Once I brought home my new clothes and combined them with my current workwear, I drew-up an outfit planner.  What is an outfit planner, you ask?  Well, for me it is photos and descriptions of my various work outfits which I hang in my wardrobe to inspire me each day.  I left a space under each outfit to write the date it was last worn.  The idea of an outfit planner was inspired by a very old ‘Keeping Up With the Kardashians’ episode in which I saw Kim taking polaroids of outfits that she was packing for her trip to help her get dressed each day while she away.  Yep, I’m not ashamed to say that a Kardashian inspired me to better my lifestyle.

Part of my Outfit Planner

Part of my Outfit Planner [Some images from the Glassons website.]

The night before each work day, I check the weather report for the next day and then refer to my outfit planner to choose an outfit.  I then quickly check my wardrobe to make sure the outfit is washed and ready to wear.  I even choose which underwear would be the most flattering under the outfit so I’m fully prepared for dressing the next day.  I plan to revaluate my wardrobe planner in winter and add or remove options, if necessary.

I’ve been following this system for three weeks now and so far it has completely eliminated my wardrobe stress.  It has also freed-up more time to eat a healthy breakfast and do my hair and make-up properly in the morning, which helps me leave the house feeling much better about myself than I used to.  The more I focus on reorganising my life (which was the focus of most of my New Year’s Resolutions), the more I learn that planning out the small details of my day like what to eat and what to wear in advance, really reduces my stress level.  I’m finding I have less reasons to ‘sweat the small stuff;’ which for a person prone to anxiety is a wonderful thing.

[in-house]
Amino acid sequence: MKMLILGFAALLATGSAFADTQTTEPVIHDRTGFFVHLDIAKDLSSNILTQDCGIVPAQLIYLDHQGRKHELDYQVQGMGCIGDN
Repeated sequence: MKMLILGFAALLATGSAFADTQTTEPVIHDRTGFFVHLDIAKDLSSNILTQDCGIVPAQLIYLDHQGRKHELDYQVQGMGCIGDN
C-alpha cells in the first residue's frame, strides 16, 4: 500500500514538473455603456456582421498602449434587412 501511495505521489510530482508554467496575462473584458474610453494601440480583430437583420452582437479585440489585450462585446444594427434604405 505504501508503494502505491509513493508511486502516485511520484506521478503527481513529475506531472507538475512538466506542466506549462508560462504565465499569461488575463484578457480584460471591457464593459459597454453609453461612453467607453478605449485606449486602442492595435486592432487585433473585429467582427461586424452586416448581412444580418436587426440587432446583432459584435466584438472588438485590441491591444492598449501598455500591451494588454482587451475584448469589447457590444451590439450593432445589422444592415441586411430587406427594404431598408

This used to be me. [Image from Google]

This used to be me. [Image from Google]

It seems I’m not the only one who equates an organised wardrobe with better mental health; I read the article ‘Do You Have Decision Fatigue?’ in the Body & Soul liftout of the Sunday Herald Sun this week (15th February 2015.)  The article basically described exactly how I was feeling for most of last year.  It defined decision fatigue as “…a psychological phenomenon in which our productivity is compromised after we become mentally exhausted from the daily decisions we have to make[,]” which wastes valuable brain power we should be saving for more important decisions and activities.  The article also explained that iconic figures including Mark Zuckerberg, Barack Obama and Steve Jobs all have/had very simple and organised wardrobes to prevent the same wardrobe stress which also caused me discomfort in the past.  Suddenly, I felt less alone in my quest for a more relaxed morning schedule.  While some people may laugh at my pedantic wardrobe planner, it seems my new habits have put me in pretty good company.

There’s an old saying that the state of one’s house is the state of one’s mind.  Maybe for me, the state of my wardrobe is the state of my mind and right now it’s looking pretty good and running like a well-oiled machine.  Here’s hoping it stays that way.

How do you keep wardrobe stress at bay?

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Keep in touch!

3 thoughts on “How I’m making my resolutions a reality Part 2: Reducing wardrobe stress

  1. Pingback: Book Chat: January – February 2015 | Ms This N That Blog

  2. Pingback: 2015 Resolutions Progress Report | Ms This N That Blog

  3. Pingback: 2015 Resolutions Progress Report: A Pinteresting way to get fit. | Ms This N That Blog